Connor Johnson (Future astronaut) and Ken Kremer (Universe Today) at the ceremony with former space shuttle commander Bob Cabana, on March 15, at the Kennedy Space Center Visitor Complex. Connor holds the ISS bolt given to him by Cabana. Credit: Jason Rhian/SpaceFlight Insider

Stay tuned here for Ken’s continuing SpaceX, Orbital Sciences, commercial space, Orion, Chang’e-3, LADEE, Mars rover, MAVEN, MOM and more planetary and human spaceflight news.

Learn more at Ken’s upcoming presentations at the NEAF astro/space convention, NY on April 12/13 and at Washington Crossing State Park, NJ on April 6. Also evenings at the Quality Inn Kennedy Space Center, Titusville, FL, March 24/25 and March 29/30.

And watch for Ken’s SpaceX launch coverage at Cape Canaveral & the Kennedy Space Center press site.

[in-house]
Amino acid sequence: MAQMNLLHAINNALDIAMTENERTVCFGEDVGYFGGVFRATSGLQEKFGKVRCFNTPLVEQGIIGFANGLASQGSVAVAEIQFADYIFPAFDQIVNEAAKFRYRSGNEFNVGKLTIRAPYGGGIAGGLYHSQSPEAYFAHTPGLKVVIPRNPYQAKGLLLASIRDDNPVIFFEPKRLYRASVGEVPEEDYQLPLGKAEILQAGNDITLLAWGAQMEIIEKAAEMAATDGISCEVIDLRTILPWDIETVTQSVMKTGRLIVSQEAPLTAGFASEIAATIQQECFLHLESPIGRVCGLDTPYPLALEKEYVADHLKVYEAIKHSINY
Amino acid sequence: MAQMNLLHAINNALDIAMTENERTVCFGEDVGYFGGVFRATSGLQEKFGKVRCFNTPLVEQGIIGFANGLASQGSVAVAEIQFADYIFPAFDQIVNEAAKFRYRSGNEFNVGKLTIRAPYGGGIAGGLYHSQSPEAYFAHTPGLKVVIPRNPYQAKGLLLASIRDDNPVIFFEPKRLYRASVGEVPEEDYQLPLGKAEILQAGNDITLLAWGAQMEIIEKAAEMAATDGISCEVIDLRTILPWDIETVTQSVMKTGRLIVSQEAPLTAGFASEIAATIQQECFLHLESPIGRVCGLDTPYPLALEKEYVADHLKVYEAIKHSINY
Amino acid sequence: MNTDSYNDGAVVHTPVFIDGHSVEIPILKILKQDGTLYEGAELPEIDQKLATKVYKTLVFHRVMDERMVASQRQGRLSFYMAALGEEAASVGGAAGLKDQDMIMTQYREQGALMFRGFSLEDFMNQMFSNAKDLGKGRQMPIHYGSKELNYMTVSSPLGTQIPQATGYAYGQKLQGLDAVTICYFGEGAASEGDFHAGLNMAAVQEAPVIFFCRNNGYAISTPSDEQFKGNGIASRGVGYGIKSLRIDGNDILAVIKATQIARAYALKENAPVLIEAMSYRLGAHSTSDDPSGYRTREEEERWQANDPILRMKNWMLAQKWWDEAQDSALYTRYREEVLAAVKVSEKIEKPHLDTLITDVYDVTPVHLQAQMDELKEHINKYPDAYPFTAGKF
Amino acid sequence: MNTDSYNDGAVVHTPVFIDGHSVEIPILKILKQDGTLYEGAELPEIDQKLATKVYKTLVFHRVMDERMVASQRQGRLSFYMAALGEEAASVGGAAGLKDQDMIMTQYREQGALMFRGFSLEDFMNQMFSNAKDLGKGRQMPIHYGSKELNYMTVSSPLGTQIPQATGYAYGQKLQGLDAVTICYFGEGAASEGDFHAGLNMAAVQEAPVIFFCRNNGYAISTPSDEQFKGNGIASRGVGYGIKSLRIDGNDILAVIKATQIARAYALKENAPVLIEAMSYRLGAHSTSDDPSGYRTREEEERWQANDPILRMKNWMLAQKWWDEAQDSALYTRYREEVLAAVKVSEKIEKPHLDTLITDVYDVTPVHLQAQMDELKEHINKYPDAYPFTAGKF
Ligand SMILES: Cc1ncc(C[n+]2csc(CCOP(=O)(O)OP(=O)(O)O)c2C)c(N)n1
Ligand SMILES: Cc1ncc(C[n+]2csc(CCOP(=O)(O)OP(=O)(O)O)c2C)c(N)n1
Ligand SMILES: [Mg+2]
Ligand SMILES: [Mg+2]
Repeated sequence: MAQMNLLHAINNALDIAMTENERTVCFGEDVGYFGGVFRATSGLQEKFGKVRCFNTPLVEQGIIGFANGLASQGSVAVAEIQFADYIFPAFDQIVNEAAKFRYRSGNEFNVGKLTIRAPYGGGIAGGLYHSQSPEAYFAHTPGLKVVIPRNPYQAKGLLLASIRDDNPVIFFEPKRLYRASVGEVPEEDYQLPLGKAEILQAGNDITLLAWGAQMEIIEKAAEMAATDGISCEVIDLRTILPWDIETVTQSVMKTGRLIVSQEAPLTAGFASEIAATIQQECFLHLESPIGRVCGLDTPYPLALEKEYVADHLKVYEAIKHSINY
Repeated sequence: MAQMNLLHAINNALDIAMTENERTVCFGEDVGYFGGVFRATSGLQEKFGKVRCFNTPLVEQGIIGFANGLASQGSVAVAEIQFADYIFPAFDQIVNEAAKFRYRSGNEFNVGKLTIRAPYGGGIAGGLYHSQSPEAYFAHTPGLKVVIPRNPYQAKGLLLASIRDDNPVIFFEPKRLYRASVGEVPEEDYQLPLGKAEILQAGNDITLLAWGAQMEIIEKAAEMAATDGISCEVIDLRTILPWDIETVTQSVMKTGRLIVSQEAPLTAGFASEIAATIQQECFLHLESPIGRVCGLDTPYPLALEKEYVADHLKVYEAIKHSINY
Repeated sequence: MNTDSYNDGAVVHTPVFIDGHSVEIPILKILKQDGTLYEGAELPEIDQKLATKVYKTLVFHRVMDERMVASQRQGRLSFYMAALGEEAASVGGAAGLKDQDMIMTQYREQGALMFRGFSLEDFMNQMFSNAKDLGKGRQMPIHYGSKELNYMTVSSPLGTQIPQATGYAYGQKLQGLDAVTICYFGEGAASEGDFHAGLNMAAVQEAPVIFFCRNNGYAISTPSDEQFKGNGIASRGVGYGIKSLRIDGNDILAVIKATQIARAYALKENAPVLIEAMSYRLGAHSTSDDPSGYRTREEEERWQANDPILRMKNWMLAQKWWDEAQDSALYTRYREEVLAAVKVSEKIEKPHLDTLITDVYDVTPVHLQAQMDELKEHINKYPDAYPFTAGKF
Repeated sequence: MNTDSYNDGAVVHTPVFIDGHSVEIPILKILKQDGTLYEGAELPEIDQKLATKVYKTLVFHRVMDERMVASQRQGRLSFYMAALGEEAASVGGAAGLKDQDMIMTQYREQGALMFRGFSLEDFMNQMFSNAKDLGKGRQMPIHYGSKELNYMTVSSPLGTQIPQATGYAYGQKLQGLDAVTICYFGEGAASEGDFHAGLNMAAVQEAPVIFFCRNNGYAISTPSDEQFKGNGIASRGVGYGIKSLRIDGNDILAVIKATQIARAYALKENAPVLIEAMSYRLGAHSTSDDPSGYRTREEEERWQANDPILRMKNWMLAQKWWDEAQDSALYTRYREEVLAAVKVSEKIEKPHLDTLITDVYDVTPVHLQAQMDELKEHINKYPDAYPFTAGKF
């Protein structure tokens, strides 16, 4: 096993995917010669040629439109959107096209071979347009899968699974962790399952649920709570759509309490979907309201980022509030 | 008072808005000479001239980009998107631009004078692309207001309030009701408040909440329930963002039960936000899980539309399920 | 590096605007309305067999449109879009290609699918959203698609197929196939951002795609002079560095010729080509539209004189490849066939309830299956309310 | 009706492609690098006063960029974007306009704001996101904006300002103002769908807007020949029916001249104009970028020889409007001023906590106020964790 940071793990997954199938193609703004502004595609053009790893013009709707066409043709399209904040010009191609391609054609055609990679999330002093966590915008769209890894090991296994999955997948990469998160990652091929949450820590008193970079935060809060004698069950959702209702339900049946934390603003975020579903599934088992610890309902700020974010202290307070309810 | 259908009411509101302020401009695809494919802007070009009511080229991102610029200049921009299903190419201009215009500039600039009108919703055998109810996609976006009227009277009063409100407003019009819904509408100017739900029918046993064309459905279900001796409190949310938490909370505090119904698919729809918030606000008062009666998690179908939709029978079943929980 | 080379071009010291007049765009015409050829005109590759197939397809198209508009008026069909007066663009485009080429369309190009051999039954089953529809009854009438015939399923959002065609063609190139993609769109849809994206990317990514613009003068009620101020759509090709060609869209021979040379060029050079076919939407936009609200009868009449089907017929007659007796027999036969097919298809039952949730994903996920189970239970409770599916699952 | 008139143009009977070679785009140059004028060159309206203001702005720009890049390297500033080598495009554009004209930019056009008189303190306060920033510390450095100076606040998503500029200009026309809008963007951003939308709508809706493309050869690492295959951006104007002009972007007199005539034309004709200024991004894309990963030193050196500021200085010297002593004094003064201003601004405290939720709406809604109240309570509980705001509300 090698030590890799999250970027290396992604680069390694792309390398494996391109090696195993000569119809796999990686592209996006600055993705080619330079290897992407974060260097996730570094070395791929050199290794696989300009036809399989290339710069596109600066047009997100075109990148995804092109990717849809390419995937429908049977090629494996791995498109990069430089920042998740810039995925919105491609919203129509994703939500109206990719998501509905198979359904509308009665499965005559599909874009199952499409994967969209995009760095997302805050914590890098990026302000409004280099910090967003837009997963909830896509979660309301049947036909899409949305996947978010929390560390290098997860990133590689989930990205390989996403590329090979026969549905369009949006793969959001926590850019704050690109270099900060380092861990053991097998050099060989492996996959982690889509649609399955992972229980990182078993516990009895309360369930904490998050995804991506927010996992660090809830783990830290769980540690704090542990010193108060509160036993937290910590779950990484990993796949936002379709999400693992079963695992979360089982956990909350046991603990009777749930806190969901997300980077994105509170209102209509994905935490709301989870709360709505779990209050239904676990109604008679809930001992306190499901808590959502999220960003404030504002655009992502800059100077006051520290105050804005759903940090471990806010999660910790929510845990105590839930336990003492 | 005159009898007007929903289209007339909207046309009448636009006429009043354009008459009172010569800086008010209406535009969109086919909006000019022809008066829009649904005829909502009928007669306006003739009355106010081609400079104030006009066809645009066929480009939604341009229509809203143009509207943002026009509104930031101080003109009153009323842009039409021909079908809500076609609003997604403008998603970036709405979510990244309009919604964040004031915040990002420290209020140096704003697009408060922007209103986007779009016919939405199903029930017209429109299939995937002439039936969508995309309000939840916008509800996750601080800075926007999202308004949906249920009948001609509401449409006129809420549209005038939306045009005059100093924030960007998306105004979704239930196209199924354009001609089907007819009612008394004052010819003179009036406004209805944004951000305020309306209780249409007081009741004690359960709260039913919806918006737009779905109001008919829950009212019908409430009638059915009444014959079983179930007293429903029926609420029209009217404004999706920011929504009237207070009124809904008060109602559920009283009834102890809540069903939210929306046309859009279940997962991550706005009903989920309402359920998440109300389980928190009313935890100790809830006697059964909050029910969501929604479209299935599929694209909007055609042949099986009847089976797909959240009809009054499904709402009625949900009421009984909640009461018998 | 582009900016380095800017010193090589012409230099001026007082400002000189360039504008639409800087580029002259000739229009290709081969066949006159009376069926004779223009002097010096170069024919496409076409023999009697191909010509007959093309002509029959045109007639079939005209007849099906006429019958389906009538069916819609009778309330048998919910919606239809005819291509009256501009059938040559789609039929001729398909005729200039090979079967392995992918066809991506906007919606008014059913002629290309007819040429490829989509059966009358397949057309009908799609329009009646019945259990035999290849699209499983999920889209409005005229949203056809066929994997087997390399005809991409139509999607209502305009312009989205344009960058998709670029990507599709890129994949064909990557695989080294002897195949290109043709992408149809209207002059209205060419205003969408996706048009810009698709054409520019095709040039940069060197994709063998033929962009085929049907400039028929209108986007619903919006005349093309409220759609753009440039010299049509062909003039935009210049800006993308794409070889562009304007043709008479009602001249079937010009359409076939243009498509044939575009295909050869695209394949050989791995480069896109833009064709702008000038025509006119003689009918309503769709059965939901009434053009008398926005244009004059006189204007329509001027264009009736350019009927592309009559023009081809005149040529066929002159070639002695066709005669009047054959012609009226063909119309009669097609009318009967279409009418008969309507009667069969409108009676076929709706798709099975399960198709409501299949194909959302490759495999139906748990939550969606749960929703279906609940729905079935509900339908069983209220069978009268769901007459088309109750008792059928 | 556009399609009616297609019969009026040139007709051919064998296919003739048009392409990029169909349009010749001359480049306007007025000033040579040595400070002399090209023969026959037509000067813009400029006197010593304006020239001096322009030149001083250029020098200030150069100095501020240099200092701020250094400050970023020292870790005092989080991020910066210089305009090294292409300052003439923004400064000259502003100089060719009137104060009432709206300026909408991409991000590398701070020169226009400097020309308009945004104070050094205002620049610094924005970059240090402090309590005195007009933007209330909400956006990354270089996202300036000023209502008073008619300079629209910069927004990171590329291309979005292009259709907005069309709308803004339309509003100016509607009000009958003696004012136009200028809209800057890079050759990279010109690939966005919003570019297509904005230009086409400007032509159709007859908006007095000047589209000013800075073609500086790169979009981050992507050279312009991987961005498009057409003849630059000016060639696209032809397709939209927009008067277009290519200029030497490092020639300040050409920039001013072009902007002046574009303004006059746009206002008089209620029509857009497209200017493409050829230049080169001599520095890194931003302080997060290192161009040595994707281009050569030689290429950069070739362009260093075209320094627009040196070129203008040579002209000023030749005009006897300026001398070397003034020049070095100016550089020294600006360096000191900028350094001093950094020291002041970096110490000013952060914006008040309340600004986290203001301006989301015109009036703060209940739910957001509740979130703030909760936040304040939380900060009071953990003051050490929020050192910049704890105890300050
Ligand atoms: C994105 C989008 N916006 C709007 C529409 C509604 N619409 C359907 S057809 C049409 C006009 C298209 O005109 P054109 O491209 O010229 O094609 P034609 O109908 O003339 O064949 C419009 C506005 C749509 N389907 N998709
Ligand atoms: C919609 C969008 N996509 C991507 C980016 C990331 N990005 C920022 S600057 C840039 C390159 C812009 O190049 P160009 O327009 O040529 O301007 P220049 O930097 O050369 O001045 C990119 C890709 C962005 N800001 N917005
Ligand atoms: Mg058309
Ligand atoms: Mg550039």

Ken Kremer

The new Space Shuttle Atlantis pavilion at the Kennedy Space Center Visitor Complex, Florida.  Credit: Ken Kremer - kenkremer.com

The new Space Shuttle Atlantis pavilion at the Kennedy Space Center Visitor Complex, Florida. Credit: Ken Kremer – kenkremer.com

About 

Dr. Ken Kremer is a speaker, scientist, freelance science journalist (Princeton, NJ) and photographer whose articles, space exploration images and Mars mosaics have appeared in magazines, books, websites and calanders including Astronomy Picture of the Day, NBC, BBC, SPACE.com, Spaceflight Now and the covers of Aviation Week & Space Technology, Spaceflight and the Explorers Club magazines. Ken has presented at numerous educational institutions, civic & religious organizations, museums and astronomy clubs. Ken has reported first hand from the Kennedy Space Center, Cape Canaveral and NASA Wallops on over 40 launches including 8 shuttle launches. He lectures on both Human and Robotic spaceflight - www.kenkremer.com. Follow Ken on Facebook and Twitter

Comments on this entry are closed.

  • Jeffrey Boerst March 19, 2014, 2:34 AM

    Huzzah!! I hope Elon Musk puts him on the 1st flight! hehe. GREAT kid!